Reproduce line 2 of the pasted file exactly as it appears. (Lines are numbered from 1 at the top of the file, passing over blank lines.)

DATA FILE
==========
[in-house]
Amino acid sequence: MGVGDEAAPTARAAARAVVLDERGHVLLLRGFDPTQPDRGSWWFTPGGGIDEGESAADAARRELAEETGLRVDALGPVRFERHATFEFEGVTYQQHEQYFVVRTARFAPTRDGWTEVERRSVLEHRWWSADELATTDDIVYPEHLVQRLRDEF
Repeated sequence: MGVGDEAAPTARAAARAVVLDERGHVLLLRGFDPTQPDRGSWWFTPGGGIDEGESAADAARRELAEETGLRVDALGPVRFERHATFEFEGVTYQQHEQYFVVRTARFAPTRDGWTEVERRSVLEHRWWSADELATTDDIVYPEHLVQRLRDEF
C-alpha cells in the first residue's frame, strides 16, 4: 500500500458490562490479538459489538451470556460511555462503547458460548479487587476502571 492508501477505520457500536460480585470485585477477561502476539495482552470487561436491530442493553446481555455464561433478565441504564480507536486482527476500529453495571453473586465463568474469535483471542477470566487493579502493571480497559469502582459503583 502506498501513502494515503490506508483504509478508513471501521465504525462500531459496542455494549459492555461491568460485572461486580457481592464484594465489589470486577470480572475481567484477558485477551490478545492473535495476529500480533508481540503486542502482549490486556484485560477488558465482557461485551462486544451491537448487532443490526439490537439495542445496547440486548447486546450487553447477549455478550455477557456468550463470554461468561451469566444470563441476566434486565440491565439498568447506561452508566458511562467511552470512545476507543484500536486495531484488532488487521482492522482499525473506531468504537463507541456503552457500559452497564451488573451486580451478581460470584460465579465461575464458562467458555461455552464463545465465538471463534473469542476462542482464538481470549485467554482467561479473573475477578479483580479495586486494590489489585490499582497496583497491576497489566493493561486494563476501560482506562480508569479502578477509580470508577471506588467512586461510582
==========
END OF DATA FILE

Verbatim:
Amino acid sequence: MGVGDEAAPTARAAARAVVLDERGHVLLLRGFDPTQPDRGSWWFTPGGGIDEGESAADAARRELAEETGLRVDALGPVRFERHATFEFEGVTYQQHEQYFVVRTARFAPTRDGWTEVERRSVLEHRWWSADELATTDDIVYPEHLVQRLRDEF